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The degree program
Civil engineers are involved in the planning, construction, rehabilitation and maintenance of objects in the fields of civil engineering, hydraulic engineering and transport construction, including structures such as bridges, tunnels, skyscrapers, roads, canals, sewage treatment plants, but also offshore wind turbines and train stations, to name just a few examples. Interest in and enjoyment of mathematical and scientific subjects facilitates the study. The Bachelor's degree in Civil Engineering can be divided into three sections:
- Basic study (compulsory)
- Consolidation studies (compulsory)
- Specialization (elective)
- Building-practical work at a scope of twelve weekly hours in total, at the latest until commencement of the fourth semester. Out of these, at least six weeks must be completed at a construction site; planning and office work is accepted from the remaining time. We recommend completing the internship before starting the studies.
- This is also offered as a dual degree program (studies + vocational training in the building craft).
In the past, civil engineers mainly devoted themselves to the design and construction of drafting and building bridges, channels and streets. In the last decades, they developed the scientific elements and principles that enable them to create large-scape buildings today, including skyscrapers, industrial facilities, traffic and water buildings. In addition to the technical challenges, today, tasks of construction and project management are increasingly assigned to civil engineers.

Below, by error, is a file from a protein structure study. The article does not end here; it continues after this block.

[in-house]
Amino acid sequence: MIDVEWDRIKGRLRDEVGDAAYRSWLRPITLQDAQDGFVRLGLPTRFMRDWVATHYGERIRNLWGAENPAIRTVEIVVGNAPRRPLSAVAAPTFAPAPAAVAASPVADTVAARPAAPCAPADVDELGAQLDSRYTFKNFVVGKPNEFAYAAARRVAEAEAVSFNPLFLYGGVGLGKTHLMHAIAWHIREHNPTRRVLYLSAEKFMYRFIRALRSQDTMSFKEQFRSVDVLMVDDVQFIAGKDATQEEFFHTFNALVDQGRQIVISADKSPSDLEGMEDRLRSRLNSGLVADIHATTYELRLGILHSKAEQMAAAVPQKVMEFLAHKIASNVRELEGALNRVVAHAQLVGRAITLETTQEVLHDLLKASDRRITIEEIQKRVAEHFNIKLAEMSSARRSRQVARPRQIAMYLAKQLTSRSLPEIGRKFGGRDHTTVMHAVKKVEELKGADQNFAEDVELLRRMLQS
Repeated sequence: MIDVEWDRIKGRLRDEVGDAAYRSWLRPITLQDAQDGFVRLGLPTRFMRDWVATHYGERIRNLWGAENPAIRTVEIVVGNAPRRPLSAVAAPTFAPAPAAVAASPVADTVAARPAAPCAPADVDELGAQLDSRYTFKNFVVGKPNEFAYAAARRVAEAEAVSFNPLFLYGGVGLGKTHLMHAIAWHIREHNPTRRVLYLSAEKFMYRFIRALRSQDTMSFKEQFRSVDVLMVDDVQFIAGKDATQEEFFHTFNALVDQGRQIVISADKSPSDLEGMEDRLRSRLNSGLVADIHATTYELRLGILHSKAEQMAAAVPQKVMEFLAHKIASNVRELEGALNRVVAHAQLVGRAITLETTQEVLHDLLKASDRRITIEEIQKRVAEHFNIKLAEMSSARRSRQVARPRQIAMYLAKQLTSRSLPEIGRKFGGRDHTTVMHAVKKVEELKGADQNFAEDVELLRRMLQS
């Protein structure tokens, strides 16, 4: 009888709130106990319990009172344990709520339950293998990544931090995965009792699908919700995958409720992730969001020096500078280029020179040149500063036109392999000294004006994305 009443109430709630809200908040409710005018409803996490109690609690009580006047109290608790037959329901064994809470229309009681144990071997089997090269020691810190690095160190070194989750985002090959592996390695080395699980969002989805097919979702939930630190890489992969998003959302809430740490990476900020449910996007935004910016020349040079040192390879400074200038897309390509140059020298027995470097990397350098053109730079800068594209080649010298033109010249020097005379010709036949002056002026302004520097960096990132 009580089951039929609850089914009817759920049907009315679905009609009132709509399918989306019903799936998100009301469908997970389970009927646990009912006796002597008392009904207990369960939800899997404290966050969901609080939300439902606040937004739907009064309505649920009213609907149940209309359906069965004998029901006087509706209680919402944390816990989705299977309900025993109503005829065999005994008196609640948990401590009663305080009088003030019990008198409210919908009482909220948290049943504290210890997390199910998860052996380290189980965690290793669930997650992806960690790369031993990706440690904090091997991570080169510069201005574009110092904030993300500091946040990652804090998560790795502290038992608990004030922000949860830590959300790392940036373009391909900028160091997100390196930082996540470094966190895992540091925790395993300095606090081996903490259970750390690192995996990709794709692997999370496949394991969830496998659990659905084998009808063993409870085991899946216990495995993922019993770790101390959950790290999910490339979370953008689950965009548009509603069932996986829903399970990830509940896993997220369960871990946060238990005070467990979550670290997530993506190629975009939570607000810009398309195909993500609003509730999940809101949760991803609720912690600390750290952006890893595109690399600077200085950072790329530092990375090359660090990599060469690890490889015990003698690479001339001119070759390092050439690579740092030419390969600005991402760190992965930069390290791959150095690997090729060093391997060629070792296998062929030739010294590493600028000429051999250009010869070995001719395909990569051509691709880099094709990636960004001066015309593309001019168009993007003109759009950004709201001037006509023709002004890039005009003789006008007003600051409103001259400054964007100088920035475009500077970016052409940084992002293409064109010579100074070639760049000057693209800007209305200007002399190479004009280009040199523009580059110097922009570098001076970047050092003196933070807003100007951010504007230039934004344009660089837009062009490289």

Examination regulations/degree plan/module manuals/internship rules
Examination regulations (POs) specify the basic structures of a degree program (e.g. admission requirements and contents to be studied). Students are automatically subject to the current version of their PO when they matriculate for their first subject-related semester. This means that even if the PO changes during their studies, the original version according to which they matriculated will remain valid (provided that the PO does not expire).
The respective degree plan is the recommended example progress of the studies in individual subjects and is part of a PO.
Supplementary provisions and details for any module to be studied can be found in the module manually (e.g. requirements for taking a written test or content-related information on the modules/events, ...).
The internship rules define the conditions under which the required or optional internships must be completed.
We recommend at least looking at the study schedule for your degree program before the lecture time starts, to ensure that you know which modules are intended for the start of your studies.